Buttered Up BBQ Shrimp Po'Boys — Down-Home Comfort

NOLA BBQ Shrimp Po-Boy

NOLA BBQ Shrimp Po-Boy

Virginia Willis' NOLA BBQ Shrimp Po-Boy for FoodNetwork.com

Photo by: Virginia Willis ©2014, Television Food Network, G.P. All Right Reserved

Virginia Willis, 2014, Television Food Network, G.P. All Right Reserved

Virginia Willis' NOLA BBQ Shrimp Po-Boy for FoodNetwork.com

Po’ boys are iconic in coastal cuisine, especially in southern Louisiana and along the Gulf of Mexico. They’re a New Orleans classic said to have originated in the early twentieth century, the name originating from the hungry plea, “Give a po’ boy a sandwich?” The original po’ boys were hollowed-out loaves of French bread layered with meat, brown gravy and fried potatoes. You can still get roast beef po’ boys with “debris” gravy, a flavorful jus with bits and pieces of roast beef in it.

However, with the Gulf at New Orleans’ front door, seafood has a mighty hold on Creole and Cajun cuisine.

Since time began, folks with less have harvested from the river and seas, for free. We may think of seafood as expensive now, but if you live on a body of water, dinner just might be as close as a hook or a net and a little bit of patience.

Seafood po’ boys include fried oysters, fried catfish, fried soft-shell crab and, yes, fried shrimp. Don’t even think about cranking up the deep fryer or even heating up the grill, because these BBQ Shrimp Po’ Boys are poached in a highly seasoned garlic and lemon-butter sauce.

“Sauce” is a term I will use loosely; it’s not really a sauce. It’s really flavored butter — and lots of it. There’s not much more soul-satisfying and messy than a BBQ shrimp po’ boy. This is a get-on-in-there-and-grab-it kind of sandwich. You can judge how buttery and juicy it is by the number of napkins it takes to keep your face, hands and lap clean.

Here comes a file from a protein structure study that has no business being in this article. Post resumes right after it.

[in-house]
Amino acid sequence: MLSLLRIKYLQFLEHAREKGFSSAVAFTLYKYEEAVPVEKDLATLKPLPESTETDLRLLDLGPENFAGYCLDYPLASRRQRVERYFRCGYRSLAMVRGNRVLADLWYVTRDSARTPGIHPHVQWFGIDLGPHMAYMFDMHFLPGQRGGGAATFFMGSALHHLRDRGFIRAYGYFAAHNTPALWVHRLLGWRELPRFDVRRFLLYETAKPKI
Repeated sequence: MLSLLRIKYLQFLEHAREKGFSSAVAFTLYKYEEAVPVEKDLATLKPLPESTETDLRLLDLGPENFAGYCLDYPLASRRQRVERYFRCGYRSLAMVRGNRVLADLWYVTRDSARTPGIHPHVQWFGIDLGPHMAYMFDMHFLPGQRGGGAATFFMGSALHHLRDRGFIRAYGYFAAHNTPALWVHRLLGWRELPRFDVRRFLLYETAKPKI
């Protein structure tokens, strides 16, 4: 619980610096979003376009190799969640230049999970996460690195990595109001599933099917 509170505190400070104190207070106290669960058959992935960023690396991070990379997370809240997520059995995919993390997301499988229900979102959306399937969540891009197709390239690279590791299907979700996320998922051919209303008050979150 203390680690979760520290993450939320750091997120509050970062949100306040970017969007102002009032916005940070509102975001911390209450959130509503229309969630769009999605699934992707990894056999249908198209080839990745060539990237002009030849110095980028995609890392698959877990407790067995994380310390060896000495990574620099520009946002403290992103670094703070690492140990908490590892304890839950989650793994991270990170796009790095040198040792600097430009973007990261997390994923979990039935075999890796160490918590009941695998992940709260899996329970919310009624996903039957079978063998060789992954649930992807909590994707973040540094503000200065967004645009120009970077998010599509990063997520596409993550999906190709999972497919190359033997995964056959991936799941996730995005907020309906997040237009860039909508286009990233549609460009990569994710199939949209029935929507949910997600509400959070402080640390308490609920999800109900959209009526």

Overindulgence, richness and a deep appreciation of good food and drink are what define New Orleans. New Orleans is in mind and spirit quite separate from the rest of Louisiana. It’s deep, deep South, heartily flavored with a heavy dose of the Caribbean.

When buying shrimp, look for firm shrimp with a mild, almost sweet scent. If there is any scent of ammonia, it is a sign that the shrimp is no longer fresh. I buy only wild American shrimp and hope you will consider doing the same. Look to Seafood Watch to judge what are the most-sustainable shrimp to buy.

The biggest mistake with cooking shrimp is cooking them far too long. Most people overcook them, and the shrimp bounces in your mouth like a beach ball. Cook them just until they form a loose “C,” fill a slab of bread and drizzle over the savory, spicy, buttery juices — and grab a handful of napkins, of course. Get ready for some indulgent down-home comfort, N’awlins-style!

Get the Recipe: BBQ Shrimp Po’Boys

Bon Appétit, Y’all!

Georgia-born, French-trained Chef Virginia Willis has cooked lapin Normandie with Julia Child in France, prepared lunch for President Clinton and harvested capers in the shadow of a smoldering volcano in Sicily, but it all started in her grandmother’s country kitchen. A Southern food authority, she is the author of Bon Appétit, Y’all and Basic to Brilliant, Y’all, among others. Follow her continuing exploits at VirginiaWillis.com.

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